On March 17th of the past 1,000 years, people have gathered together to get drunk in honor of a saint. Yes, Saint Patrick’s Day is the most widely celebrated saint’s day in the history of the world, and one of the oldest annual celebrations. The party began in Ireland during the ninth century, but soon spread wherever Irishmen traveled as they chose this day in March to celebrate their homeland. Today, you’ll find copious celebration in the U.S, Canada, England, Australia, New Zealand, Argentina, South Korea and Japan. But the thing is, many people have no idea what they’re celebrating.
Saint Patrick was born into a wealthy British family in the fourth century, but he was kidnapped at the age of 16 and brought to Ireland as a slave. He escaped after dreaming a vision of God, returned to Britain and entered the seminary, returning to Ireland a couple of decades later as a bishop to bring Christianity to the still-pagan Irish. He did so for over 30 years before dying on March 17, 461 - which is why his feast day is held on that date.
Although he did not win an exemplary number of converts, he was always seen as the father of Irish Christianity. The celebration of his feast day began on the anniversary of his death sometime in the ninth century, and hasn't changed very dramatically since. While early celebrations were more about the Irish people, the holiday has evolved over the years to be more of a general celebration of Irish culture - but a surprising number of St. Patrick’s Day customs have endured.
Shamrocks are absolutely everywhere on Saint Patrick’s Day, both the three- and four-leafed versions. While the four-leafed clover has long been considered a lucky charm, it’s the three-leaf variety that is the true symbol of Saint Patrick. While spreading the Christian gospel in Ireland, Saint Patrick used the ordinary three-leaf clover to explain the Holy Trinity to the Irish People. That’s not to say that a four-leaf clover is useless - finding one on Saint Patrick’s Day is said to confer double the usual amount of good luck.
The Wearing of the Green
People originally associated the color blue with Saint Patrick, but the shamrock association grew so strong over the years that people ended up covered in green (the color of the shamrock) on Saint Patrick’s Day. By the 17th century, green was the color du jour on March 17th.
In modern times, the color green has become pervasive on St. Patrick’s Day - sports teams wear special uniforms in honor of the day, cities dye rivers and fountains green, and Missouri University of Science and Technology literally paints the town green - workers use mops to paint 12 city blocks green before the St. Patrick’s Day parade.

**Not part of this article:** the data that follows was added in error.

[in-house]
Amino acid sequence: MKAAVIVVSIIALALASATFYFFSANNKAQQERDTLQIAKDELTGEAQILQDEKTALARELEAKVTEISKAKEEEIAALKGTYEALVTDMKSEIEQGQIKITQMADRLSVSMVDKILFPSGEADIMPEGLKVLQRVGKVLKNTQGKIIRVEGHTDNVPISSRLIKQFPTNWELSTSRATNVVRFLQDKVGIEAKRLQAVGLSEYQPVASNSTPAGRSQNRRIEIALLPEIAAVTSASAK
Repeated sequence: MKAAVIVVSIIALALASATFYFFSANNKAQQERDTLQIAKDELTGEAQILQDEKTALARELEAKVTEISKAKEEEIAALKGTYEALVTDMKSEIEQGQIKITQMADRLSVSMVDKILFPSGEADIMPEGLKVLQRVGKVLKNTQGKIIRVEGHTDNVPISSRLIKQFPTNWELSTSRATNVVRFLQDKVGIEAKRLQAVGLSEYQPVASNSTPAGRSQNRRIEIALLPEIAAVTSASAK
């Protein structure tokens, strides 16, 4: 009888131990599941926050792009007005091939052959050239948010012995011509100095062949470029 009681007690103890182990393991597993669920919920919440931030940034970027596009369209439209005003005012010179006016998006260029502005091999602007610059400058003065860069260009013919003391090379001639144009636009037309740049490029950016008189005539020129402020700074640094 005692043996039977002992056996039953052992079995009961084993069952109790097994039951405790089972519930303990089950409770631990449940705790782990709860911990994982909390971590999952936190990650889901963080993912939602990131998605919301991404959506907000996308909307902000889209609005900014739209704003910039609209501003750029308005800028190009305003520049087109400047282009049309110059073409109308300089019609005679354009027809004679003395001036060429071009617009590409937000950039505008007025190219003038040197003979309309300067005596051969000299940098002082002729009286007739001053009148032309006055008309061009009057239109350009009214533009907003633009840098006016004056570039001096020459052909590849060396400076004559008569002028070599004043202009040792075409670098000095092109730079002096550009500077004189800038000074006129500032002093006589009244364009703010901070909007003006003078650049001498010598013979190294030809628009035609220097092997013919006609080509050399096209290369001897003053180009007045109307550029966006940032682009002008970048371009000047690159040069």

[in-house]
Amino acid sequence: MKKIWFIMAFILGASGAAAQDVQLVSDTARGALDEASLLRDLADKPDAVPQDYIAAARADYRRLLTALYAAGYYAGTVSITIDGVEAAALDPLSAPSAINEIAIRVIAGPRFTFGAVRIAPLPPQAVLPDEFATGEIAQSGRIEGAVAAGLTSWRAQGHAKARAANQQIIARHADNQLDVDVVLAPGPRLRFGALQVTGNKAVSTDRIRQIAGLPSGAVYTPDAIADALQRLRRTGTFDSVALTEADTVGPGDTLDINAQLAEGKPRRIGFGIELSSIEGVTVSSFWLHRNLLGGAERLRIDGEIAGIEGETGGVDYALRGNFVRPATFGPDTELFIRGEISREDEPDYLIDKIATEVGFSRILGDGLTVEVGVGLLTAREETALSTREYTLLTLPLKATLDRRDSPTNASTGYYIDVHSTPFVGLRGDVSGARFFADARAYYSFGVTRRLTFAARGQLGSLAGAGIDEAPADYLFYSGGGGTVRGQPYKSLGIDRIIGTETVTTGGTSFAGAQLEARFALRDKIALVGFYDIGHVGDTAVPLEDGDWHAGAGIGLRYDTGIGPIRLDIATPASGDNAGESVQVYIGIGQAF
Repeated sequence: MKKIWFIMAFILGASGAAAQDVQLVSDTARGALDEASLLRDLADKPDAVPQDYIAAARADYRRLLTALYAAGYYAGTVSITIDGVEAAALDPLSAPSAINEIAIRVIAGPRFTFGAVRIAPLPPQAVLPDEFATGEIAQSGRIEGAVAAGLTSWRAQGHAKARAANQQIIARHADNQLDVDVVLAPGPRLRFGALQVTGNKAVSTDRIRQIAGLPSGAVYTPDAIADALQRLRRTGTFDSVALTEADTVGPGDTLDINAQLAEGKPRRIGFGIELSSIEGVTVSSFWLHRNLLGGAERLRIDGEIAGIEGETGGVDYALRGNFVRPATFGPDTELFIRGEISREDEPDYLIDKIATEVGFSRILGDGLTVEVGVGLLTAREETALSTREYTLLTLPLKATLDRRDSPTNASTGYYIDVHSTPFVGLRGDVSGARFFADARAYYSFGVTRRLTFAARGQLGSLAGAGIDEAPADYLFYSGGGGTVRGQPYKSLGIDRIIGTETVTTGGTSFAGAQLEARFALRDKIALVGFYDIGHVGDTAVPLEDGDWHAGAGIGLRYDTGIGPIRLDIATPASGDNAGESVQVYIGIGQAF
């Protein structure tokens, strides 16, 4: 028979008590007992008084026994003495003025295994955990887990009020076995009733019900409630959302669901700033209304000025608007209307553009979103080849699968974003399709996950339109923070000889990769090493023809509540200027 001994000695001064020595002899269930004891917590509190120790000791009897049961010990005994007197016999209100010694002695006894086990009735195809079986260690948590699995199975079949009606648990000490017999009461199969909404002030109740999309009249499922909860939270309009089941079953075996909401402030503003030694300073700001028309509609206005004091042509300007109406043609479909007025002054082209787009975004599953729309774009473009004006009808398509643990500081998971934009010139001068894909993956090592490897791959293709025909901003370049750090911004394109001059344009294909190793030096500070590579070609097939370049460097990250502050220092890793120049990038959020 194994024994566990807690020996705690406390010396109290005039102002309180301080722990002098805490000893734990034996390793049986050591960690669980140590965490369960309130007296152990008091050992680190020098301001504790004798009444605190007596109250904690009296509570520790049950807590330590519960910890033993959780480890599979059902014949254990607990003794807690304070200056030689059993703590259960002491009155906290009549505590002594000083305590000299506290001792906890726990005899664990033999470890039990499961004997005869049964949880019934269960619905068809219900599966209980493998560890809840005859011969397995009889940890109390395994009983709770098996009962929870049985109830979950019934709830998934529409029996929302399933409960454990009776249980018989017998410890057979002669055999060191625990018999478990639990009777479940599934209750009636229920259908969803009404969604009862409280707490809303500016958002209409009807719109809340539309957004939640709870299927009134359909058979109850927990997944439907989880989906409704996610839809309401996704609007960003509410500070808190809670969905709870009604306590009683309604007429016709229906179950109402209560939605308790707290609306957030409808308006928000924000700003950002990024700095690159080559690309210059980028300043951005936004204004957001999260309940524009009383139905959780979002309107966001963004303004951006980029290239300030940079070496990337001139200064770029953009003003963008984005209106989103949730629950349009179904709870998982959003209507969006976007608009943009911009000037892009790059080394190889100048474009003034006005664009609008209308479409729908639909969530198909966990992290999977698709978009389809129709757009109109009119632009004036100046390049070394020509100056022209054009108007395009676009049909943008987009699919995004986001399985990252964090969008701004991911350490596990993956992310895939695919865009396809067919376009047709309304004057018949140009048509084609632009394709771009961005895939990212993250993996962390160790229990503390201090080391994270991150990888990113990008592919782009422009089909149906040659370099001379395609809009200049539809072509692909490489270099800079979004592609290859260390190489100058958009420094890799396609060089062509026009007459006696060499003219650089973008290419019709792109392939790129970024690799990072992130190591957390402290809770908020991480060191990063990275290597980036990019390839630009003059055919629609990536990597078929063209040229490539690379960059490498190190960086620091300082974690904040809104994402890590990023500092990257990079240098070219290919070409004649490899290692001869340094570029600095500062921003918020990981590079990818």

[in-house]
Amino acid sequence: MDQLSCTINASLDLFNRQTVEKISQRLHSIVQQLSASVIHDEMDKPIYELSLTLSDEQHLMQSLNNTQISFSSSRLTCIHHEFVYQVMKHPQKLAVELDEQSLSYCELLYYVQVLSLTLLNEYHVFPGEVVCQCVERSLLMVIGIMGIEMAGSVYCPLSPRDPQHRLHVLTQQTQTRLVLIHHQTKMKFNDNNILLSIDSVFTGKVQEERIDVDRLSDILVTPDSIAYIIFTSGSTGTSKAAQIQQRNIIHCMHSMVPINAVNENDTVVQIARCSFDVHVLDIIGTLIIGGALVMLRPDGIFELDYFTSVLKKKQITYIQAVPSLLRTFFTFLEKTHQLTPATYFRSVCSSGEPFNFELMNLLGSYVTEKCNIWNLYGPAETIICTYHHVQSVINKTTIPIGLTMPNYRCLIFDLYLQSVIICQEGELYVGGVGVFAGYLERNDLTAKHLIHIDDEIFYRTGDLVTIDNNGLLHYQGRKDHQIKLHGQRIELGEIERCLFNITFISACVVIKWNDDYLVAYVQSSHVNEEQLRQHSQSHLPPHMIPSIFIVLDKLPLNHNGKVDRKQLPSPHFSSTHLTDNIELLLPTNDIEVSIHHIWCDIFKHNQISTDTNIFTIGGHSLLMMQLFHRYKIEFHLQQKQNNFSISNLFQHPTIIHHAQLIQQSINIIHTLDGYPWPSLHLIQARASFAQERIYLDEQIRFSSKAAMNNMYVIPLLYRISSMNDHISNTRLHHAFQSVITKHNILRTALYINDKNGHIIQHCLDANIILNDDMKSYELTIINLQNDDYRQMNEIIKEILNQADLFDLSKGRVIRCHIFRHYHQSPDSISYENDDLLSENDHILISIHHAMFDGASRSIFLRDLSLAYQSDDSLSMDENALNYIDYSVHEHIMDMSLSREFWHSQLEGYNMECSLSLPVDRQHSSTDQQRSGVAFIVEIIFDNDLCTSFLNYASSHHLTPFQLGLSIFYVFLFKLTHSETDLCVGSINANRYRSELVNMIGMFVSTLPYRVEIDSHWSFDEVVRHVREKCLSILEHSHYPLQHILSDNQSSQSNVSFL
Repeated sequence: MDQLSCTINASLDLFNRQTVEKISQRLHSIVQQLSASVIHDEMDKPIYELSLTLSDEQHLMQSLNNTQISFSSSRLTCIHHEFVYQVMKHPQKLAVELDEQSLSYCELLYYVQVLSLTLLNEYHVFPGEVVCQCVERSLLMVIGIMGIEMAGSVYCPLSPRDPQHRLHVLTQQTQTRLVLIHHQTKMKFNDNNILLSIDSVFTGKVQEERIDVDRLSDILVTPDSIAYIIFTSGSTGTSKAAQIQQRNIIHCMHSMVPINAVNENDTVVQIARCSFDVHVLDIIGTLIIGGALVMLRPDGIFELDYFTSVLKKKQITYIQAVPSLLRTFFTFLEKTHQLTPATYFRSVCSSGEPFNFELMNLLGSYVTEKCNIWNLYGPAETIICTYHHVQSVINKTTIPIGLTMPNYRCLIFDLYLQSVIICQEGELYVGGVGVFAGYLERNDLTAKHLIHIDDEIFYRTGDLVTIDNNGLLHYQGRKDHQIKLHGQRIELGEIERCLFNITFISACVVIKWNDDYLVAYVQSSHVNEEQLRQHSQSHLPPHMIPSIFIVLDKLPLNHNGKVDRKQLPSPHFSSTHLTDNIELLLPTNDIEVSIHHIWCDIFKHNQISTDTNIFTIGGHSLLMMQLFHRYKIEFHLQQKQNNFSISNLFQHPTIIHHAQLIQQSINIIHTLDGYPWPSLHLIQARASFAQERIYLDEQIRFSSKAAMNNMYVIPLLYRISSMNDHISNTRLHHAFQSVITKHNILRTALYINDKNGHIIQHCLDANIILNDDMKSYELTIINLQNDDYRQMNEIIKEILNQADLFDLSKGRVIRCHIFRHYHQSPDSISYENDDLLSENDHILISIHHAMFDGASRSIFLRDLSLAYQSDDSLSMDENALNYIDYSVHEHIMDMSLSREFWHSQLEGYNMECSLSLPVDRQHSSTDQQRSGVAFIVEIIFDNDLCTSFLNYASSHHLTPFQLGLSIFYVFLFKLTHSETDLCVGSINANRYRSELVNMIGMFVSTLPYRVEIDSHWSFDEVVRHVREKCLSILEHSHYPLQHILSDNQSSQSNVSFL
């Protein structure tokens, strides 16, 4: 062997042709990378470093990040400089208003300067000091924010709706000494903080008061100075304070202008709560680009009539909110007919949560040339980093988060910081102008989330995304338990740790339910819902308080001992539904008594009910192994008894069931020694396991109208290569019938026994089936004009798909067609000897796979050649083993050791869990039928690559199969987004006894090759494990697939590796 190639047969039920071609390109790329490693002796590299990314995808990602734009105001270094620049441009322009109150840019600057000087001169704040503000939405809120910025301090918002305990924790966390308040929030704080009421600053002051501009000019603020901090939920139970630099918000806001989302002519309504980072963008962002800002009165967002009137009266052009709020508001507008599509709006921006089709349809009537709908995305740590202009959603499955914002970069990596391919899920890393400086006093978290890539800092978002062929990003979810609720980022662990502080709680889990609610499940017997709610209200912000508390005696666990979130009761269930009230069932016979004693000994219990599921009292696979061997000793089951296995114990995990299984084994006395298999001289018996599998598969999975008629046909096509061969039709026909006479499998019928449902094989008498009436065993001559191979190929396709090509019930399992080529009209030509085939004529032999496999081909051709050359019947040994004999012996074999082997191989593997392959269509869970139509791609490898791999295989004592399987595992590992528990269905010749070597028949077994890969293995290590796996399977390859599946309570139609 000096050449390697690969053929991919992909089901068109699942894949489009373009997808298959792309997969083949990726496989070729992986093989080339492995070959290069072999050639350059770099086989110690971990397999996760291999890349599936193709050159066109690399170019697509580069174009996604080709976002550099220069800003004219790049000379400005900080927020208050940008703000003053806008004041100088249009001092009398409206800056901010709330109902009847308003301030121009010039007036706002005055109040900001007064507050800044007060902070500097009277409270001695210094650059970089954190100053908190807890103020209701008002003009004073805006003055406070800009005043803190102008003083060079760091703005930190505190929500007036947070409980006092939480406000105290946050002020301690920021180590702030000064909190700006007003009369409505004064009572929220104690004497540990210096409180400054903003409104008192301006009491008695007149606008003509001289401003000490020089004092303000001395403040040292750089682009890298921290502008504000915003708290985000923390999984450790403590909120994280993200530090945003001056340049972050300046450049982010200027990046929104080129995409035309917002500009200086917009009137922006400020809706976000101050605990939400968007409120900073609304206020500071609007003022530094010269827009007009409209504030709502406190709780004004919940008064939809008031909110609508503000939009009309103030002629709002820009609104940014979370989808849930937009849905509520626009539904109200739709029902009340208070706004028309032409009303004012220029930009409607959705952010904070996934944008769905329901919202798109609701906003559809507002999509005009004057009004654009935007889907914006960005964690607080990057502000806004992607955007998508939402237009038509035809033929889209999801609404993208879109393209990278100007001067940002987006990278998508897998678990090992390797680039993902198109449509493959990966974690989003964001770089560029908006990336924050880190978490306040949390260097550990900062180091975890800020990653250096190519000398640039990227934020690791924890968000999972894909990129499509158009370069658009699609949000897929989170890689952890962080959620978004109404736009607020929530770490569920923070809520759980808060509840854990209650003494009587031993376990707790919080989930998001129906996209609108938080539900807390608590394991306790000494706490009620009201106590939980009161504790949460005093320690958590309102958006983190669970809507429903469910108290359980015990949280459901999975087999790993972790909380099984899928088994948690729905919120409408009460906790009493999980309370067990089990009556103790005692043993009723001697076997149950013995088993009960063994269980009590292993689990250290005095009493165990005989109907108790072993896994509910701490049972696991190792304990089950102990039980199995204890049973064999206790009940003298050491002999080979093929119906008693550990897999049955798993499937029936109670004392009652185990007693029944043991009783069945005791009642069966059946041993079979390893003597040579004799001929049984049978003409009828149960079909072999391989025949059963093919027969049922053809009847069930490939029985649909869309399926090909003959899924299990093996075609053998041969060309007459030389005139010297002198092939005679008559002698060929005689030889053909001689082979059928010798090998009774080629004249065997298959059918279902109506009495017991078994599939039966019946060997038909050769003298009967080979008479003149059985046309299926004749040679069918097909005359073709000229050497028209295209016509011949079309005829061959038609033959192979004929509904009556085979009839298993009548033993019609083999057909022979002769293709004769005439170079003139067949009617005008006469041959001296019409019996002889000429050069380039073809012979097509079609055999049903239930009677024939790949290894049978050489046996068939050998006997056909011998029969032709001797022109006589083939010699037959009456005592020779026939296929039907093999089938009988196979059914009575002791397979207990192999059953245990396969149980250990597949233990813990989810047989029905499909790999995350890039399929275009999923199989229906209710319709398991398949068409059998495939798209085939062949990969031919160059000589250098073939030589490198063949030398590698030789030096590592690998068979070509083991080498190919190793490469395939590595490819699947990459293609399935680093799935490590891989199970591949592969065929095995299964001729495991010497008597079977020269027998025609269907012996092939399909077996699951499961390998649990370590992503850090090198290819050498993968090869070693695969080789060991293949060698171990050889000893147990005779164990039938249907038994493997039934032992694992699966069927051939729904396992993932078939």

Speaking of parades, there are plenty, wherever you find Irish diaspora. But, the smallest is in Dripsey, Cork - the route is 100 yards long, from the village’s one pub to the village’s other pub. Hooray for booze!
Most saints’ days are celebrations, but St. Patrick’s Day is apt to get a bit more out of control than say, the feast of Mary Magdalene. It’s not because the Irish make great whiskey and stout - it’s because the holiday falls during Lent, when most good Catholics have given up booze or meat or other delicious things as penance. Normally, this would make for a rather subdued party, but the church decided to make the day a 24-hour reprieve from Lent, allowing everyone to indulge to their heart’s content. No wonder people start drinking at breakfast and continue through the night - no more until after Easter.
Kiss Me, I’m Irish
St. Patrick’s Day isn't complete without a green T-shirt or button that invites kisses, whether the wearer is actually of Irish descent or not. Originally, the kissing was reserved for the Blarney Stone - a piece of the battlement of Blarney Castle, blessed when a king saved a woman from drowning. Kissing it is said to give the gift of eloquence, but not everyone can just pop on over to Ireland every March. Instead, Jolly revelers believe that kissing someone with Irish blood is the next best thing. Hence the T-shirts.
The current attitude toward the holiday is this: "Everyone’s Irish on Saint Patrick’s Day!" So break out your best green suit, steal a kiss and raise a pint of stout to the man who brought the church to Ireland. And maybe attend mass, you know, if you have time.